The Entertainer

I ordered The Entertainer at the same time as the Expresso Bongo DVD, as I thought they made a pair. It came yesterday. This one has much better acting and direction than Expresso Bongo. There is also a basic difference in viewpoint. Expresso Bongo deals with a kid breaking into the recording business who is much exploited by his agent and the record producer. To a degree he joins the corruption, but his agent warns him that if his fans detect any hint that he is looking down at them and is merging into the establishment he will lose his audience. It is, after all, the rebel without a cause era and the music of rebellion when it is any good. The sappy religious song he has to sing to get his second hit contradicts this story line because that audience would only be alienated by it. Bongo is conflicted  in its treatment because the satire requires the star to have the role of victim, to make everyone else look worse, and but also to be part of the corruption to complete the satire of an industry corrupt from top to bottom. The movie never finds a balance. Another theme is the passing fads and music crazes and the folly of those who stake their identity on these short careers.

The Entertainer puts the artist at the center, and makes him the architect of his own corruption. We have three generations: a grandfather from the old comic song music hall days, the middle generation played by Laurence Olivier doing a Noel Coward type who performs with continuous suggestiveness and gender ambiguity oddly prized by that supposedly straight generation, and the youth generation. This has many representatives: there are tacky show-stage Elivis type acts which Olivier’s character, Archie Rice,  won’t even hire, there are his children who stay out of the business or only play a backstage role, and finally the audience. The young people in the front row keep asking each other, “Does he think he is funny?”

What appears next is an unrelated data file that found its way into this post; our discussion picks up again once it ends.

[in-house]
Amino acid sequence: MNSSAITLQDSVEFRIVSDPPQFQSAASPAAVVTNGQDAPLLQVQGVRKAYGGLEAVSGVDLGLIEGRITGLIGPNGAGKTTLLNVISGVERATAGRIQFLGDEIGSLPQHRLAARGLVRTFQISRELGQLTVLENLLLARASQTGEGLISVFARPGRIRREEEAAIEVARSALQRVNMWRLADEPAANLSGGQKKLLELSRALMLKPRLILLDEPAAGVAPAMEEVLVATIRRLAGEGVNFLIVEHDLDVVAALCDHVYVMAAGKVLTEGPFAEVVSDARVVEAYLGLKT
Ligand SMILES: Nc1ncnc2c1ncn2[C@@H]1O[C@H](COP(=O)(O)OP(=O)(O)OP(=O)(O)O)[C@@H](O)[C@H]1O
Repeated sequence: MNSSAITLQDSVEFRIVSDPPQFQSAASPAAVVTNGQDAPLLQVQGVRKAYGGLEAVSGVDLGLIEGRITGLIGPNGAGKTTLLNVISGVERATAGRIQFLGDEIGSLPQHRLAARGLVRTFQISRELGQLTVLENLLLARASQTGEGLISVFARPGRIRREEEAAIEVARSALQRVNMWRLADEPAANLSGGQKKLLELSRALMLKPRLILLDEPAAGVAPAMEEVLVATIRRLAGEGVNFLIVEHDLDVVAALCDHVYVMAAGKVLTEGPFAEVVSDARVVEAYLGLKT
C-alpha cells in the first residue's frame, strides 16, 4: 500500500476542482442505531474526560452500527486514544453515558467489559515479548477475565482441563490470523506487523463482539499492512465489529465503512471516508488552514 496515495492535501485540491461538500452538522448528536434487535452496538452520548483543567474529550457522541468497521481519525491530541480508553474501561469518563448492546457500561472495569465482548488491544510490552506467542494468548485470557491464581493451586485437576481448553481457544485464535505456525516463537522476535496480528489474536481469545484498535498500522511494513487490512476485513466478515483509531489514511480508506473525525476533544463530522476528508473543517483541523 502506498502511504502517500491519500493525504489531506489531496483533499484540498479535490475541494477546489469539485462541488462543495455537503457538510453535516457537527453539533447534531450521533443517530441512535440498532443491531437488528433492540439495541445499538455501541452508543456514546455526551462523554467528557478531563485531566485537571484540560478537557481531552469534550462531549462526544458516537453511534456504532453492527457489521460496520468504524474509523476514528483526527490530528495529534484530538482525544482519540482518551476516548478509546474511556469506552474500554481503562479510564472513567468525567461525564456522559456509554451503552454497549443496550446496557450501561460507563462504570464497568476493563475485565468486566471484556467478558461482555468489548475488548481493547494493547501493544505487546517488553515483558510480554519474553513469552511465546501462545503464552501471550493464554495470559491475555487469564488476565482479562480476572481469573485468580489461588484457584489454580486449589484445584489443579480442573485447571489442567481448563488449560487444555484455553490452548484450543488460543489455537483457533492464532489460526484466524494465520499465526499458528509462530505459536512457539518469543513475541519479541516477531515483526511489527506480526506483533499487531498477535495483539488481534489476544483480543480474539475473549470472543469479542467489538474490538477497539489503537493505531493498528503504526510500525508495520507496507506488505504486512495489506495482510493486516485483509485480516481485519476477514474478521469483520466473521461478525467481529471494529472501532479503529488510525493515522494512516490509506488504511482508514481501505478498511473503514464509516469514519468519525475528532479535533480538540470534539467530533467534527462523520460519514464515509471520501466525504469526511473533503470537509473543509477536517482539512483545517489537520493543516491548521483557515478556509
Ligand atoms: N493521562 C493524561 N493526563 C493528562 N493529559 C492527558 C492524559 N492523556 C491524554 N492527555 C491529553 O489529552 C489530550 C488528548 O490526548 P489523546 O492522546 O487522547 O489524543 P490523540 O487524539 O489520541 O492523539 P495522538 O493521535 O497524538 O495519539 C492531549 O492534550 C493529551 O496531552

Rice is both the performer and the con-artist who gets others to go along with his doomed productions, now long out of fashion. And he is always ‘on’, working the cast, his family, the crowd in the bar. One gathers that we are to infer that this is what his art is also, a con on the audience. For his part Rice needs to be drinking or be in front of an audience. He will not give it up, and he will not listen to those who try to tell him that it is all over. He won’t listen because he really understands what it is that they want to say, and has already rejected that advice.

The film is very well done, but it probably won’t tell you anything you don’t already know.  It reminded me of those fifties and sixties singing group guys who always show up on public television during pledge week.


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